Once I get going this morning, I will see if I can get a UPC number off the bottle in my shop (provided I still have it). I could have sworn I just bought some more not long ago for another job and ended up not needing it. If its there, I will forward the info.

Rainbird - I always thought those strippers for stuff like wallpaper was make out of fabric softner and water?
 
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Old 08-05-07, 05:40 AM
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I've been spraying on warm water mixed with liquid fabric softener (I think I read somewhere else about this). While it helps soften the joint compound for removal it doesn't seem to be doing much for the underlying fine grained sand texture. Here's a before/after pic. I'm using 1-1/2 and 3 inch stiff blades and applying a lot of force. I'm thinking this is smooth enough for spraying on popcorn but I have zero experience.
http://public.fotki.com/MarcCindy/ceiling-pics/before-after.html
 
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Old 08-05-07, 06:08 AM
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I usually just use water to aid in the removal of popcorn. I've never heard of popcorn remover. Fabric softner is used by some to aid in wallpaper remover. The main thing is towet the texture, softening it to make it easier to remove.

What type of popcorn do you intend to spray? fine, medium or coarse?
Popcorn can hide a variety of sins, the heavier it is applied the more it will hide. That isn't to say it will hide every defect - the better shape the ceiling is in, the better the texture will look.

Spraying texture is VERY messy! As czizzi mentioned, be sure to cover up what you need to, prior to spraying!
 
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Old 08-05-07, 06:27 AM
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Yep, got a whole quart in the shop - Homax - Popcorn Ceiling Texture Remover Solution - UPC 0-41072-08570-0. I couldn't get the website to upload for me but google homax.

I noticed a fairly ugly crack in you uploaded pic. Gonna have to tape and blend that.

Marksr - we keep calling it popcorn but harvx is battleing a rolled on texture. It's either a sand or a popcorn textured.
 
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Old 08-05-07, 11:13 AM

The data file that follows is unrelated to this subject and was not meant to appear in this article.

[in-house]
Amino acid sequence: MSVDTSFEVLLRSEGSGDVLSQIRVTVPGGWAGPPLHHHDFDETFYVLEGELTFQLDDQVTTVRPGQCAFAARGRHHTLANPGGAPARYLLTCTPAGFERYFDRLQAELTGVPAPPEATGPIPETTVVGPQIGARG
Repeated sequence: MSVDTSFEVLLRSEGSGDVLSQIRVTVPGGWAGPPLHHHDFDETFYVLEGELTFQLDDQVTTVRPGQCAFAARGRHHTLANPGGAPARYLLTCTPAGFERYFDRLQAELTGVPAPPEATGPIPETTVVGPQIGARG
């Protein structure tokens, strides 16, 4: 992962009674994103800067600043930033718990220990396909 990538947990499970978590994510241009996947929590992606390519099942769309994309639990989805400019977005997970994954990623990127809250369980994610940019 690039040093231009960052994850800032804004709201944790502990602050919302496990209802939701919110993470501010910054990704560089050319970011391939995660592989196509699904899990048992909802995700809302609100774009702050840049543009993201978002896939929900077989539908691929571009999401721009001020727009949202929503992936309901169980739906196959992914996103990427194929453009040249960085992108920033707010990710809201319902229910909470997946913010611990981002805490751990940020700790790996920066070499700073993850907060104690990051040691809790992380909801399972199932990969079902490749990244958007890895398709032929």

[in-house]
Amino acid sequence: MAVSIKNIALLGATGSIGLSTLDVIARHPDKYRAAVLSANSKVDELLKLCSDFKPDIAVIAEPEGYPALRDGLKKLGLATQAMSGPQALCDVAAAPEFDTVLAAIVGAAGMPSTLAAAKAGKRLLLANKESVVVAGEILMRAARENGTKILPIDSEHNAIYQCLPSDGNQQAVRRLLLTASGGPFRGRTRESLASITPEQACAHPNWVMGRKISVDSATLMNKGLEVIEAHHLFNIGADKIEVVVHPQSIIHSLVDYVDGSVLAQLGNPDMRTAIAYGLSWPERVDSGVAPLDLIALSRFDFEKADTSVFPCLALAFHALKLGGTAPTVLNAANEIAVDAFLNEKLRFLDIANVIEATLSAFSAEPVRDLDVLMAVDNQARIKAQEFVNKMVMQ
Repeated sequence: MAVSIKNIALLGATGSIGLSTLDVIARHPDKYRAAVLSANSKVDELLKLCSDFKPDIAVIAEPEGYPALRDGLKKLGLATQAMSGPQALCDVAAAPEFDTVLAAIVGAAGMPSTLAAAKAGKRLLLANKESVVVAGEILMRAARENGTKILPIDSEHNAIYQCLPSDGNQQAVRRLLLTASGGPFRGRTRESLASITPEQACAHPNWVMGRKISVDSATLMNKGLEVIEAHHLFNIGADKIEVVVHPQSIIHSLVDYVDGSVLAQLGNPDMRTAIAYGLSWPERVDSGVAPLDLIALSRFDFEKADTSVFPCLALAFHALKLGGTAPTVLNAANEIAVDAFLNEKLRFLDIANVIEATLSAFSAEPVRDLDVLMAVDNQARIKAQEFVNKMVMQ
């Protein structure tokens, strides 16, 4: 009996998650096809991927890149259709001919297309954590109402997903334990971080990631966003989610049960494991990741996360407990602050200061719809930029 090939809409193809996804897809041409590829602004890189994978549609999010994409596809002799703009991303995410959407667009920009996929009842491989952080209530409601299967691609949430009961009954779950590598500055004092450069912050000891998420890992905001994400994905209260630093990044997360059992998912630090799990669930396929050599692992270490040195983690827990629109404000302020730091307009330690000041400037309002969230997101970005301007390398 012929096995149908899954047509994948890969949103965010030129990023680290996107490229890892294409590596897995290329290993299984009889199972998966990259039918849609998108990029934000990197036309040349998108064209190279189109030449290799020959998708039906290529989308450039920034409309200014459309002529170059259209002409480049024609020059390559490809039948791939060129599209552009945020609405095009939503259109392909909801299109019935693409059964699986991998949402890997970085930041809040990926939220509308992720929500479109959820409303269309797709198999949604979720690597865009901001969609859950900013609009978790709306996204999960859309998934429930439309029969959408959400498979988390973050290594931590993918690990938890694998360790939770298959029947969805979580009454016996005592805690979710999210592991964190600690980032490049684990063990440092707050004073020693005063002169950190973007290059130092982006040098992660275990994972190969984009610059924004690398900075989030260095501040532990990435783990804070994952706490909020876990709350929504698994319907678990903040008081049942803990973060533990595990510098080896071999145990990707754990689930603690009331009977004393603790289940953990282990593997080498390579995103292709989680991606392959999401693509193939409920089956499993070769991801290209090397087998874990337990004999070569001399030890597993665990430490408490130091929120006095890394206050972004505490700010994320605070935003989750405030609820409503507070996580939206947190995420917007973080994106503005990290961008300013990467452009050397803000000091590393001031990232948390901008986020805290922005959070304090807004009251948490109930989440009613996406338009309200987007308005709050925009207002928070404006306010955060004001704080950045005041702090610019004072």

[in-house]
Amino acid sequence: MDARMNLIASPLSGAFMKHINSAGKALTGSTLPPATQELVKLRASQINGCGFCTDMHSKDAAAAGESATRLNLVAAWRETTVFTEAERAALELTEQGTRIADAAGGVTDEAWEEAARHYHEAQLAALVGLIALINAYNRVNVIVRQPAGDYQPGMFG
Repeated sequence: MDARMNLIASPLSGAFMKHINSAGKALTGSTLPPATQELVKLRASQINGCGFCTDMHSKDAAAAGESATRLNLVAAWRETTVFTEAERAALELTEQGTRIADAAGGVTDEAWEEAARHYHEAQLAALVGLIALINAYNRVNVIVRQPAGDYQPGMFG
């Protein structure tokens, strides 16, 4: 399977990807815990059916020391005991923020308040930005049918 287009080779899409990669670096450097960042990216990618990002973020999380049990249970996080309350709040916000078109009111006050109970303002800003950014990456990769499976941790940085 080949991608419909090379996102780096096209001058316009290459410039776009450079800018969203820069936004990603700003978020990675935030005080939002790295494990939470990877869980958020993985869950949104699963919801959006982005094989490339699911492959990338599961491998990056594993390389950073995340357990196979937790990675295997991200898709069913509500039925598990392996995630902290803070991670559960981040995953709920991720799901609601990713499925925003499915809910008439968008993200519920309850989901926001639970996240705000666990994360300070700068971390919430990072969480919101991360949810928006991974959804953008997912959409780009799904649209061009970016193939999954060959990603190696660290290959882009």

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I think the crack your noted was just the transition from scraped to not scraped. I haven't found any cracks - yet.

While doing some more scraping I did come across another small area (about 4 inches in diameter) where the underlying sand texture easily peeled off without wetting or scraping. I attached a pic showing the area that peeled back next to the area already scraped but the sand texture remained. No amount of wetting and scrapping seems to be able to get off the underlying sand texture except for this area. I'm thinking I'll need to fill the peeled back area with joint compound to get a consistent elevation with the sand texture.
http://public.fotki.com/MarcCindy/ceiling-pics/3peeledoffsand.html

I'm contemplating buying one of the cans of spray on popcorn patch and using this as a test . I'd just do a small area to see whether it looks good on top of my scraping or whether I need to get the ceiling smoother. Once good enough I'd rent the sprayer. What do you think.
 
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Old 08-05-07, 05:05 PM
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Scraping seldom gets it all, hard to get away from having to use sandpaper. Uneven areas need to be sanded or filled. Unpainted joint compound is a LOT easier to sand than paint!

Personally I don't like the aerosol cans of texture - too hard to get a consistent spray but realize that some diyers get good results with them. The dry bags of popcorn come in 3 types [fine,medium,coarse] all of which can be sprayed on lightly to heavy. More texture will hide defects better than a light texture.
 
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Old 08-07-07, 05:50 AM
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I'm still scraping away at the texture on the ceiling so it may be a while before I'm ready to patch and re-apply a texture. What I found works best for me is to wet an area (2' x 6') real good by spraying on water with a mixture of fabric softener or dishwasher detergent at least three times. Let it sit for about 15 minutes or so. Then I'm using a razor blade scraper. This gets the texture off real good but still leaves the underlying "sand" finish on 90% of the ceiling. I've gone through a few blades and not because they dull. I'm actually wearing away 1/4" or so which gets it too close to the blade holder.

In that 10% where the "sand" peels off I need to be careful not to damage the drywall paper.
 
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Old 08-09-07, 05:56 AM
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Question Questions on patching

I just finished (6 days into the job) a first pass of removing the texture on the ceiling. Now I need to go back and patch a couple of areas as well as level/smooth out the surface where the "sand" texture came off. I'm still waffling in my mind whether to spray or roll on a texture.